In 2012 and beyond, the Company will continue to invest in growth opportunities to enhance shareholder value. Capital has been allocated for the year to fund additional purchases for the rental division in PNG, expand the Canadian nitrogen division and to take advantage of other opportunities. Subsequent to the quarter, the Company placed orders for the new build of 2 nitrogen pumper units. These units are expected to be deployed towards the latter half of the year. Additionally, we will continue with our program to upgrade and retrofit our Canadian equipment fleet to ensure we remain leaders in service and quality in our markets. Capital spending of up to $23.0 million has been budgeted for 2012, though plans may be adjusted in accordance with changes in market conditions, the ability to secure contracts with acceptable returns and to take advantage of opportunities that may present themselves.
This document contains references to certain financial measures that do not have any standardized meaning prescribed by IFRS and previous Canadian GAAP and may not be comparable to other companies. For a more complete list of these Financial Measures, including their calculation, please refer to the Management's Discussion and Analysis for the Years Ended December 31, 2011 and 2010. High Arctic uses these financial measures to assess performance and believes these measures provide useful supplemental information to investors. These financial measures are computed on a consistent basis for each reporting period and include the following:
Management believes that, in addition to net earnings (loss) reported in the consolidated statement of income, EBITDA is a useful supplemental measure of the Company's performance prior to consideration of how operations are financed or how results are taxed or how depreciation and amortization affects results. EBITDA is not intended to represent net earnings calculated in accordance with IFRS.
This measure is used by management to analyze EBITDA prior to the effect of stock based compensation, gain on sale of assets or investments and foreign exchange gains or losses, and is not intended to represent net earnings as calculated in accordance with IFRS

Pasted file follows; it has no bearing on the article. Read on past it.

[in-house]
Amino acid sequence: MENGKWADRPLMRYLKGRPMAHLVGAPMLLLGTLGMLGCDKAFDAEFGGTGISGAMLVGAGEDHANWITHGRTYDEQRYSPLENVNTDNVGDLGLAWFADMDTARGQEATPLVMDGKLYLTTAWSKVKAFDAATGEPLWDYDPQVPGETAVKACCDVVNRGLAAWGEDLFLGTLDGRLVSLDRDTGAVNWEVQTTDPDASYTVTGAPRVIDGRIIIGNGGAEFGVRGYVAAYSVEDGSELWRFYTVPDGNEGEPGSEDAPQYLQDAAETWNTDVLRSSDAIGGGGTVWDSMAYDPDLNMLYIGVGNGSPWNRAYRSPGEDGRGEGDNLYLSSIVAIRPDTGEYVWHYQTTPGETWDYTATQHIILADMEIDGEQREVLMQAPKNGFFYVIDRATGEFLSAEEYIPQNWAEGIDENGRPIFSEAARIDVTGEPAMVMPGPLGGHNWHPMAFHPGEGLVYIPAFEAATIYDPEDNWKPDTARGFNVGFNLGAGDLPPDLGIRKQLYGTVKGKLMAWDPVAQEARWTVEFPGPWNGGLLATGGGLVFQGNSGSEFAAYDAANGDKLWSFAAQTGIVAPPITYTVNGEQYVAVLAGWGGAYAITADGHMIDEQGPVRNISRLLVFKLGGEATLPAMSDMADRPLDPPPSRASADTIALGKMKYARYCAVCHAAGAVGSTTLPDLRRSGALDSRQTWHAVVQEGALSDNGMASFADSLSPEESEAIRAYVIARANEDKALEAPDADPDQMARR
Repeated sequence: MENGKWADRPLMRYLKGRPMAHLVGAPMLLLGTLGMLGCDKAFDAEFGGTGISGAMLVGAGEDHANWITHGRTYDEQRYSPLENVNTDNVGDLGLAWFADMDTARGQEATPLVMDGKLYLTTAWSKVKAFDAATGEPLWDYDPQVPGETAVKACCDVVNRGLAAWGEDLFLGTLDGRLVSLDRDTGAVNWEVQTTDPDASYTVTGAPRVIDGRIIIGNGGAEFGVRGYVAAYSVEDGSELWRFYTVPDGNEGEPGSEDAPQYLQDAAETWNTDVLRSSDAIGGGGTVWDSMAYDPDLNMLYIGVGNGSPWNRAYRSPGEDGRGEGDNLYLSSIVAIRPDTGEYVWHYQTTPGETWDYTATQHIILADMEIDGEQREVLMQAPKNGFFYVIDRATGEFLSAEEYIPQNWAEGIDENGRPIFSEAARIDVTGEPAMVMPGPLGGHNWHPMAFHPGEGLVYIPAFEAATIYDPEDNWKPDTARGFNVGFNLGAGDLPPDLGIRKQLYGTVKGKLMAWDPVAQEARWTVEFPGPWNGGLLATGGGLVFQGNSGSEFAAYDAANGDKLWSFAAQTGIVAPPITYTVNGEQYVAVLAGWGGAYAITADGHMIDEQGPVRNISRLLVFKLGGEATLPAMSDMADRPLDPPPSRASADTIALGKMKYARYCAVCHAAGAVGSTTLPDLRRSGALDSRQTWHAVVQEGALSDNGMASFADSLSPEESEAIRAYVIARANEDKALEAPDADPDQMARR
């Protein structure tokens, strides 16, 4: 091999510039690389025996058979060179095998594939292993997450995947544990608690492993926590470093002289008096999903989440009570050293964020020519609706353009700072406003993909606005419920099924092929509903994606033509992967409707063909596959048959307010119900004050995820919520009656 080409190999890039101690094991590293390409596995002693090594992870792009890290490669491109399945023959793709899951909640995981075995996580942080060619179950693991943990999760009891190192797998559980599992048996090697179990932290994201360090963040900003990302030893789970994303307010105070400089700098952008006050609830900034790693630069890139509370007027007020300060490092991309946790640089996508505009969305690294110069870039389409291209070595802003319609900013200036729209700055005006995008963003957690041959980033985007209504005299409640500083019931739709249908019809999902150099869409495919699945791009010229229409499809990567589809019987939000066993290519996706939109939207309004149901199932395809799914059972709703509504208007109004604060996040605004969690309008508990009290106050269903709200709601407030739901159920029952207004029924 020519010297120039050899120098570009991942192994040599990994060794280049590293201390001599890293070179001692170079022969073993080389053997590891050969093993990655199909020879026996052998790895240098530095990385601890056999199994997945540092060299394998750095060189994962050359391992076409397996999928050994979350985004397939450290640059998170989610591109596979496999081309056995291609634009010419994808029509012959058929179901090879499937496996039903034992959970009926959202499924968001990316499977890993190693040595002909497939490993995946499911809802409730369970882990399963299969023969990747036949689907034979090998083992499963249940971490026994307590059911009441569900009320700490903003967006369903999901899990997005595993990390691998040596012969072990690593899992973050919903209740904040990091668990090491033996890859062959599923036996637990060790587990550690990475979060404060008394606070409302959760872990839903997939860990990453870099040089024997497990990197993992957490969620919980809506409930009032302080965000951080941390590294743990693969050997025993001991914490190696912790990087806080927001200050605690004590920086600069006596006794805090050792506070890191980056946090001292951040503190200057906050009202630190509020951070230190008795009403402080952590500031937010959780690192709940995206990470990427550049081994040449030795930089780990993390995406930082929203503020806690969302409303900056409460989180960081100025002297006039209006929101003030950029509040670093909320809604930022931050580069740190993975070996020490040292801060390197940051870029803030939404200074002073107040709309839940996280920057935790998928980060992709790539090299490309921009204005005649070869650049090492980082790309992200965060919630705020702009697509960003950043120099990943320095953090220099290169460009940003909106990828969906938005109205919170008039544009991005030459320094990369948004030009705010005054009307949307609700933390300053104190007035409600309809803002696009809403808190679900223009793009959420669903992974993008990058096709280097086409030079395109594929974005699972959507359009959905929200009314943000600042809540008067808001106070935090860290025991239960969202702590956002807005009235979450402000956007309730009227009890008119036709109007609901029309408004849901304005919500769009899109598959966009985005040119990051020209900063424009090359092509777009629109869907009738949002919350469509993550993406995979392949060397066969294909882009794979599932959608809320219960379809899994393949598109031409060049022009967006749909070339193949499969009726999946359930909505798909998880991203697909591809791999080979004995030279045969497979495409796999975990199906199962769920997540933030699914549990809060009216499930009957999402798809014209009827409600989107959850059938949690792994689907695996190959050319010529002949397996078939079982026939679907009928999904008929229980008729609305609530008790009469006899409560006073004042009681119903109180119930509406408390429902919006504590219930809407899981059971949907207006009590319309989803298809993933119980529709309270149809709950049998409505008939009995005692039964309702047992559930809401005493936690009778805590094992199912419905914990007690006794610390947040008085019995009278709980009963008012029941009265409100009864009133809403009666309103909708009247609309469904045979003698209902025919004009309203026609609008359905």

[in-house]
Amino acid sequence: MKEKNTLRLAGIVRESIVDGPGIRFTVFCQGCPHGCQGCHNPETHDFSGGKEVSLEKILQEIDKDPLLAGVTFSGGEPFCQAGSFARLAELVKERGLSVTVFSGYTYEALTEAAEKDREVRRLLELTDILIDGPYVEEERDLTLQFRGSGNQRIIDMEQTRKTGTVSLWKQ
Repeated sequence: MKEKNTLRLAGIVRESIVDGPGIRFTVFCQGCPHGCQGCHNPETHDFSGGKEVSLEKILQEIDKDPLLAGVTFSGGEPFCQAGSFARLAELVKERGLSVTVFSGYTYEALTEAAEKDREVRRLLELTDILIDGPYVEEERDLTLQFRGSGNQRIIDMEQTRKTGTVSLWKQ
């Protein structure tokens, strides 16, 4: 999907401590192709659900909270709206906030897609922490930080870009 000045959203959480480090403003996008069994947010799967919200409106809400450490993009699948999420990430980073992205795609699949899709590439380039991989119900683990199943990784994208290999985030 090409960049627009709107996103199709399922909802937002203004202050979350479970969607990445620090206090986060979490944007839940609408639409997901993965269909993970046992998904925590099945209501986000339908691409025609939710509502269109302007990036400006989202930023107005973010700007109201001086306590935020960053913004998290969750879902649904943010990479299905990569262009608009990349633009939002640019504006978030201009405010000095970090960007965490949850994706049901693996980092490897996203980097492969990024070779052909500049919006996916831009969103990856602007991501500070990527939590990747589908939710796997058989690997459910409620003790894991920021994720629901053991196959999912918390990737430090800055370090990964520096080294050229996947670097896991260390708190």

The following tables provide a quantitative reconciliation of net earnings to EBITDA and Adjusted EBITDA for the three months ended March 31, 2012 and 2011:
| Three months ended
March 31, 2012
| Three months ended
March 31, 2011
|Interest and finance expenses||0.2||0.9|
|Gain on sale of investments||-||(2.0)|
|Foreign exchange (gain) loss||(0.1)||-|
Oilfield Services Operating Margin
Oilfield services operating margin is used by management to analyze overall and segment operating performance. Oilfield services operating margin is not intended to represent operating income nor should it be viewed as an alternative to net earnings or other measures of financial performance calculated in accordance with IFRS. Oilfield services operating margin is calculated as revenue less oilfield services expense.
Cash Flow Provided by Operations
Management believes that, in addition to net cash generated from operating activities as reported in the Consolidated Statement of Cash flow, cash flows from operating activities before working capital adjustments is a useful supplemental measure as it provides an indication of the funds generated by High Arctic's principal business activities prior to consideration of changes in working capital.
Net debt is used by management and the investment community to analyze the amount of total debt that would be remaining after cash balances are applied against the debt. The amount, if any, is calculated as total debt (including current portion) less cash. Net cash refers to the amount, if any, by which cash exceeds the debt.
This news release may contain forward-looking statements relating to expected future events and financial and operating results of the Company that involve risks and uncertainties. Actual results may differ materially from management expectations, as projected in such forward-looking statements for a variety of reasons, including market and general economic conditions and the risks and uncertainties detailed in both the Company's Management Discussion and Analysis for the year ended December 31, 2011 and in the Annual Information Form for the year ended December 31, 2011 found on SEDAR (www.sedar.com). Due to the potential impact of these factors, the Company disclaims any intention or obligation to update or revise any forward-looking statements, whether as a result of new information, future events or otherwise, unless required by applicable law.
About High Arctic
The Company is a global provider of specialized oilfield equipment and services, including drilling, completion and workover operations. Based in Red Deer, Alberta, High Arctic has domestic operations throughout western Canada and international operations in Papua New Guinea.
A full copy of High Arctic's first quarter results including Management's Discussion and Analysis, Consolidated Financial Statements and Notes to the Consolidated Financial Statements can be found on the Investor Relations page of High Arctic's website www.haes.ca or at www.sedar.com.
For further information:
Chief Financial Officer